$ ("Div:last"). Prevall (). addclass ("before");
Siblings ([expr]) Gets a collection of elements that contain all unique sibling elements of each element in the matching element collection. You can filter by using an optional expression. Find all the sibling elements of each div:
$ ("div"). Siblings ()

3. Tandem Chaining

Name Description Example
Andself ()

Join the current element as previously selected

For elements that are filtered or found, it is useful to join the previously selected element.

Select All div and the internal p, plus the Border class:
$ ("div"). Find ("P"). Andself (). addclass ("border");
End () Back to a recent "destructive" operation. That is, the list of matched elements changes to the previous state.

Returns an empty set if there were no previous destructive actions. The so-called "destructive" refers to any action that alters the matching jquery element. This includes any function that returns a JQuery object in traversing--' add ', ' andself ', ' children ', ' filter ', ' find ', ' map ', ' next ', ' Nextall ', ' not ', ' par ' Ent ', ' parents ', ' prev ', ' prevall ', ' siblings ' and ' slice '--plus ' clone ' in manipulation.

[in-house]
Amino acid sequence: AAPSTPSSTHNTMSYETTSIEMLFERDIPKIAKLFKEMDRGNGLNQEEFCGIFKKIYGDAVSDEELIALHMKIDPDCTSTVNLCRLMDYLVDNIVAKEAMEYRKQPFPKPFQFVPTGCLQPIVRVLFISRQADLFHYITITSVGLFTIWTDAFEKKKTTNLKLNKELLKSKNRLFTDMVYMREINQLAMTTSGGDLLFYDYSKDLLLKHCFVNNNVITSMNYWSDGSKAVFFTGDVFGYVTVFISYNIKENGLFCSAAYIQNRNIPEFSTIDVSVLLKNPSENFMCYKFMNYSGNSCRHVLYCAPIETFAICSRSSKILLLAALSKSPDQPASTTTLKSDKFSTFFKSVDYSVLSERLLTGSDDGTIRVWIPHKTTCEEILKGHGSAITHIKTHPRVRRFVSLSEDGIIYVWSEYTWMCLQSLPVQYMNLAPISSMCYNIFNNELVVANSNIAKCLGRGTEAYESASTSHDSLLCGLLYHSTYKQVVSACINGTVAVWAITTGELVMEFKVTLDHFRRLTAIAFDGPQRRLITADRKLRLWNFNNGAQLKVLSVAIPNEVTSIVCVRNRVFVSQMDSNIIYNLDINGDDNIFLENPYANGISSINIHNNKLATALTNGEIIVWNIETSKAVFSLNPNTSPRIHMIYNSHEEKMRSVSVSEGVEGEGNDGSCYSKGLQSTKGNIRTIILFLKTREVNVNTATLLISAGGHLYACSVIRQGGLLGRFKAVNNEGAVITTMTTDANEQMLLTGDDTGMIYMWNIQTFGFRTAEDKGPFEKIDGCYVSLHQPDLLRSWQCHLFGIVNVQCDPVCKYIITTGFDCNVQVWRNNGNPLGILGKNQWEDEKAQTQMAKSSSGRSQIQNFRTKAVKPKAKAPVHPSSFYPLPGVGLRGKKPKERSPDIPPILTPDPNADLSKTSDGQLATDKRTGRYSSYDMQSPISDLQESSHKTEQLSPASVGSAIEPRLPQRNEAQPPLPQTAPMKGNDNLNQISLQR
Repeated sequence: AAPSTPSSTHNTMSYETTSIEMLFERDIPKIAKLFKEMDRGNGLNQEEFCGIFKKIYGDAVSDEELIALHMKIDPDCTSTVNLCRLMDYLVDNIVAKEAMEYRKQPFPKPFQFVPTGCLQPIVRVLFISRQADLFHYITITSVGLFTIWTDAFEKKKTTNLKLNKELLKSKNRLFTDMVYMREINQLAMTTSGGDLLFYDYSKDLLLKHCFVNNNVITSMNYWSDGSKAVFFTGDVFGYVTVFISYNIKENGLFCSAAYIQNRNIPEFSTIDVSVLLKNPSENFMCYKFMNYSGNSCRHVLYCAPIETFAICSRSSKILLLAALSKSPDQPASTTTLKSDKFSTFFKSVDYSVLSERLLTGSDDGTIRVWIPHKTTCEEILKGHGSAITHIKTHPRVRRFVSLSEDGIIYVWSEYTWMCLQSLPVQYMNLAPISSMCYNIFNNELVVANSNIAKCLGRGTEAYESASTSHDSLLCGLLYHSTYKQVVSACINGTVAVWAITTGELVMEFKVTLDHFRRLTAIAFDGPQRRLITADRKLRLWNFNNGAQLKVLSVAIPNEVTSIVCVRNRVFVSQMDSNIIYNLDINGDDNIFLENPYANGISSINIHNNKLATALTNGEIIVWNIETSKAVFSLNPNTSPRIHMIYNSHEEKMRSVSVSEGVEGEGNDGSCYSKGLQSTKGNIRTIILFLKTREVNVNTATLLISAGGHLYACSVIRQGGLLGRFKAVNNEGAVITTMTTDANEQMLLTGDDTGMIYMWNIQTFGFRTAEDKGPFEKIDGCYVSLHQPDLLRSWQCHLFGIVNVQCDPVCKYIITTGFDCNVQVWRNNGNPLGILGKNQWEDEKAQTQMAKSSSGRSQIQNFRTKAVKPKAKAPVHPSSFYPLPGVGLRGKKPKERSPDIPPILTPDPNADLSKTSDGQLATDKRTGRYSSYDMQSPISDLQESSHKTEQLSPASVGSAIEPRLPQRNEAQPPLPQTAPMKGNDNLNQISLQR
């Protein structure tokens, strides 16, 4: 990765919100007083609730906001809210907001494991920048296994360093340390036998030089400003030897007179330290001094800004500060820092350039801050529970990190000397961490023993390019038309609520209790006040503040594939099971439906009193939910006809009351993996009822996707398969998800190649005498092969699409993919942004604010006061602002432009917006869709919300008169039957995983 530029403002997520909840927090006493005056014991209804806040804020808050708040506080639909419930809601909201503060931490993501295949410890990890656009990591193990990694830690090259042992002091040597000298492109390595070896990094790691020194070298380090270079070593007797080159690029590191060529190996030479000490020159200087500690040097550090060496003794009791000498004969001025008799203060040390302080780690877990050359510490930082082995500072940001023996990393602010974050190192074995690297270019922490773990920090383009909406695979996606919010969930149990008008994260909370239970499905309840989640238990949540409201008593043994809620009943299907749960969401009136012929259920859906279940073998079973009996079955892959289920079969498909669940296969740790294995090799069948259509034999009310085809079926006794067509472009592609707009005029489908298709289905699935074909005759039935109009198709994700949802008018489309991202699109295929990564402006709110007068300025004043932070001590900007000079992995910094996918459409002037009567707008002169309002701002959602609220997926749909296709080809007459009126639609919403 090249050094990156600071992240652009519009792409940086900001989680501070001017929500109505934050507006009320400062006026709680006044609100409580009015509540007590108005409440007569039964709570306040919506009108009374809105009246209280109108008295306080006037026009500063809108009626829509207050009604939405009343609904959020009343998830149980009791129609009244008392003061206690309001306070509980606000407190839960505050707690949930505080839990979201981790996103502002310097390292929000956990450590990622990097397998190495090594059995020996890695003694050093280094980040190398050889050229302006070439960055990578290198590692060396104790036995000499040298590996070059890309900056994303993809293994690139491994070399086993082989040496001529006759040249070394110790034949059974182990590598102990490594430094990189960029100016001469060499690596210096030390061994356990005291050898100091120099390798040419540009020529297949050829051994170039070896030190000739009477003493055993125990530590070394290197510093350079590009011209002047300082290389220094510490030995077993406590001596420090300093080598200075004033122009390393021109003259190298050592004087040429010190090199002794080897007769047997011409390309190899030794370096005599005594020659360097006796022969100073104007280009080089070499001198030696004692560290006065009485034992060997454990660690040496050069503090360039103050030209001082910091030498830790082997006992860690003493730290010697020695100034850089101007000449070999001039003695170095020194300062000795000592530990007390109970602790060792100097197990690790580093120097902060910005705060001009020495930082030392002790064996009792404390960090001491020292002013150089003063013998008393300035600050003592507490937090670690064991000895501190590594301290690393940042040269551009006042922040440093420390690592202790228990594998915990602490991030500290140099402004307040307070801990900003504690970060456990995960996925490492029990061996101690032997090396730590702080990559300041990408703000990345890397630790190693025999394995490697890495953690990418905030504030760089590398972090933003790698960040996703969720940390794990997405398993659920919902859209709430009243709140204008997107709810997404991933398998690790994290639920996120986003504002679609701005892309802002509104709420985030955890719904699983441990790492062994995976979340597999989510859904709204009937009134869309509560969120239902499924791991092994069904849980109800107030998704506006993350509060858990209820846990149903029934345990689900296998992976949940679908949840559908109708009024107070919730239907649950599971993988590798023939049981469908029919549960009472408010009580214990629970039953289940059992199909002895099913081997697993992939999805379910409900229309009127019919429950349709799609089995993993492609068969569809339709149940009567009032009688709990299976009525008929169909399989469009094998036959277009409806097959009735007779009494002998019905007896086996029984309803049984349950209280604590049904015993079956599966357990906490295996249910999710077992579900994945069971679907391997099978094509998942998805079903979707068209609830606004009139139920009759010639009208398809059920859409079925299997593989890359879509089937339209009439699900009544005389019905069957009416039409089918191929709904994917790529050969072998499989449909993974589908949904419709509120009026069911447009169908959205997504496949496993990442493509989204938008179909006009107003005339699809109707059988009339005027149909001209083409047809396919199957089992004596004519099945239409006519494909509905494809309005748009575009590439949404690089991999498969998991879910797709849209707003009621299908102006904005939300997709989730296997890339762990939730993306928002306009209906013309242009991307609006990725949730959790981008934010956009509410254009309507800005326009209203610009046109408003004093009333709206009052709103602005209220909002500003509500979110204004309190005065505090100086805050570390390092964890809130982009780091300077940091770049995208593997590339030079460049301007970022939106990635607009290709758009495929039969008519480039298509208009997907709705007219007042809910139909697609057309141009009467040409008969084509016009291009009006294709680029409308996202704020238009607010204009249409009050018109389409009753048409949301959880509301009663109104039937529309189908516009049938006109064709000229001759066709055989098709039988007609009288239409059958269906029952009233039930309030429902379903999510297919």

Select all the P elements, find and select the span child element, and then return to the P element:

$ ("P"). FIND ("span"). End ()

Five. Examples of commonly used functions


Six. Summary

This article is less content, mainly on how to dynamically create elements and manage the jquery package set, the interface documentation lists too much, the instance part has not yet written. Because to sleep tomorrow also to work, so please forgive me, and so on when there is time to fill up!

Learn jquery from scratch (iii) managing the jquery package set